Wednesday, May 26, 2010

Hold & Overdue Messages

Hi. We just started a new service for sending out holds and overdue notices and I thought you should hear about it.

We have been looking for ways to cut costs and have been discouraged about the costs associated with sending paper mailers for holds and overdues. I found about this service from the good folks at the North Valley Public Library in Stevensville and we thought we would give it a try. We have just finished our trial period and love it. There is no going back to mailers for us.

We started this service with OneCallNow ( After speaking with NVPL, I called OCN and was directed to a nice, and very helpful, sales person. After asking a lot of questions about what we needed to accomplish, she got me started on how to setup what I need. She got us started with a 30 day trial of the service and pointed me to the website where I could our service configured. I was a little confused at first about how things would work, but the website is very helpful.

We use one of many features available called a “canned call”. Our patrons get a phone call with a generic prerecorded message stating they have a hold at our library. Or a different message that they have an overdue. Here is how it works.

I started by logging into their website and registering information about our institution and setting up the procedures for a canned call. Then I had one of our librarians with a beautiful, friendly voice record the two messages we would be sending. She did this just by calling a phone number and speaking the message into the phone.

Then the talented Mike Price at the state library was able to use the same criteria used to create our hold and overdue Workflows reports to create a document with the appropriate phone numbers formatted in a manner suitable for OneCallNow. We setup a procedure whereby the documents automatically find their way to the librarian’s computer, but this could also be done simply by creating an appropriate Workflows report.

So now, every day, an MPL librarian finds the new daily documents on her PC, opens them up to verify the correct formatting, sometimes making minor changes. Then she logs into the OCN website and uploads the documents. That’s it.

All the phone calls are made within minutes. If a person answers the call, they hear the message. If a machine answers, the message is left on the machine. If there is no answer, OCN will try 12 times over 12 hours before giving up. When the process is finished, we get an email with stats about how many calls succeeded and failed, and which numbers are which.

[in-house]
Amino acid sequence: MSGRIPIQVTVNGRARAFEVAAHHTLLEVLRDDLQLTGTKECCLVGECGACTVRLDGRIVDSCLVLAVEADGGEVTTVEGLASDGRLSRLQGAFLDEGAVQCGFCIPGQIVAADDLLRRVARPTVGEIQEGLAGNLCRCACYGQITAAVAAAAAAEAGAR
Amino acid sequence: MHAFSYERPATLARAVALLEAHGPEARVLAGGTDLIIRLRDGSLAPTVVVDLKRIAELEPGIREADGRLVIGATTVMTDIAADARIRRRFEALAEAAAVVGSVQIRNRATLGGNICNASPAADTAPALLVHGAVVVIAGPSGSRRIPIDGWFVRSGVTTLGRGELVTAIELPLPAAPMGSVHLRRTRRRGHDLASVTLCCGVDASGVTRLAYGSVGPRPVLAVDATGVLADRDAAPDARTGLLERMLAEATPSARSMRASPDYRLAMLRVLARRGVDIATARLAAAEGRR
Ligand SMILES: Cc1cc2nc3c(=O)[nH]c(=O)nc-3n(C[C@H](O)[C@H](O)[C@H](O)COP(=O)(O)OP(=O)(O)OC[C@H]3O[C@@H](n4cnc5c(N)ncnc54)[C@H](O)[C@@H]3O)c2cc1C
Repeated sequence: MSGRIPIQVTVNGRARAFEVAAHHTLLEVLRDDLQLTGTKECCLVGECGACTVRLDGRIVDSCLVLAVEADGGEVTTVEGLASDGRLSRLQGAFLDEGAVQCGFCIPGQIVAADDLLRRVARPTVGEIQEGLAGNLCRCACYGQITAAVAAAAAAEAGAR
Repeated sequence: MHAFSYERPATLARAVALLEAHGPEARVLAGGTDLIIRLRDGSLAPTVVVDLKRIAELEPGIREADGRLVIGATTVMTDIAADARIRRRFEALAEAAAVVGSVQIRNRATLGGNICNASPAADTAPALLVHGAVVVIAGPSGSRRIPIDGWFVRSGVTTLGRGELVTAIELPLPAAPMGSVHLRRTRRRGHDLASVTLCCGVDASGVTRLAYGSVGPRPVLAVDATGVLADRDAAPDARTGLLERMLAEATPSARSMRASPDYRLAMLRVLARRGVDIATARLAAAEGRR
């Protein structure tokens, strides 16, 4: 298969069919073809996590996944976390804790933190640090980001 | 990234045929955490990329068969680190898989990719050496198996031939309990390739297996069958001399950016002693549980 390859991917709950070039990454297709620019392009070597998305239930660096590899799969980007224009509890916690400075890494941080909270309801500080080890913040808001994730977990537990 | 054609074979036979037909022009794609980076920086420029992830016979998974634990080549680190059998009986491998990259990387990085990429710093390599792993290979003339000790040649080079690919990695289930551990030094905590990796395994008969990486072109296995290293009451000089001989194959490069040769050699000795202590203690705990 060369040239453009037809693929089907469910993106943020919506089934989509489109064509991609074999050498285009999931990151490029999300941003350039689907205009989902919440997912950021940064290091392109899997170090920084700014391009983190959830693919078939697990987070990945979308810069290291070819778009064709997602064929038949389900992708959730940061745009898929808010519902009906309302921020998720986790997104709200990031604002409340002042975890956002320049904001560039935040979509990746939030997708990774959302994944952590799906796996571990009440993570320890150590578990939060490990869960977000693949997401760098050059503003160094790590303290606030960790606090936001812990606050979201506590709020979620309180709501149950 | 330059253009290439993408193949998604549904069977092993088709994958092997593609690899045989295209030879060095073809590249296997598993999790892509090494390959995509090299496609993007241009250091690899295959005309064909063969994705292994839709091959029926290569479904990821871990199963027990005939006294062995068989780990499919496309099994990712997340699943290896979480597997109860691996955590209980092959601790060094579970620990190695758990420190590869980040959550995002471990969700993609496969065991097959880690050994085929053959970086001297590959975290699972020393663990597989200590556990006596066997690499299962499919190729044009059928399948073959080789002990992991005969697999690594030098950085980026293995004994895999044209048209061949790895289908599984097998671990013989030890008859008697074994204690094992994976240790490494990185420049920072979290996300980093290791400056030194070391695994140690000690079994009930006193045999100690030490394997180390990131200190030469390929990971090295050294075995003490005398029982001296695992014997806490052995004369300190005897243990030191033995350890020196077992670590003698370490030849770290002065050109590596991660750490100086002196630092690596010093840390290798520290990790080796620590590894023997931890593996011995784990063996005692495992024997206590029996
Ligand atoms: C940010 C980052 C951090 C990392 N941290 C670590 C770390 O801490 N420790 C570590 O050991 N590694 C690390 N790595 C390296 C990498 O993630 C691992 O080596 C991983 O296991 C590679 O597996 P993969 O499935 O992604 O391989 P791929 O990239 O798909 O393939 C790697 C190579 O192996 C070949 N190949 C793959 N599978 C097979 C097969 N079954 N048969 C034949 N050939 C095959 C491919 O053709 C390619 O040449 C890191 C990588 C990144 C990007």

We used to spend 44 cents first class postage per mailer, taking about an hour of staff time daily, plus the cost of the paper mailers, and the expensive equipment, sometimes requiring maintenance. Now it is 8 cents per call, taking 15 minutes daily of staff time, utilizing no equipment or consumables. It’s a no- brainer.

We do get some complaints, but a very low percentage, and involving issues we are still tweaking and improving. We think it’s a great service. Feel free to call me or one of the folks in the circulation department if you want to find out more about this. Or call OneCallNow with your questions. That’s it for today.


Kathy said...

Before we migrated to the MSC, we had an automated phone service and not only did we love it but so did our patrons. They really miss it. The patrons got overdue and hold notices as well as telephone renewal. For those folks that will never have internet, telephone renewal was a godsend.

I talked to Ken Adams about it and in January he got a quote from Sirsi for automated telephone messaging for the entire MSC. It was about $24,500 set-up and 1st year service, then $4,000 a year after. It was not in the MSC budget.

Maybe a few interested libraries could share the setup cost. The yearly service fee might be very affordable to share by the whole consortium.

Leslie R said...

Hi Jim,

Will this system be replacing e-mail notification as well, or just the paper service for those patrons who don't have or have elected not to use e-mail?

This sounds like it's a great system and will save you all a lot of time! You'll have to keep us posted on how it works as you go along.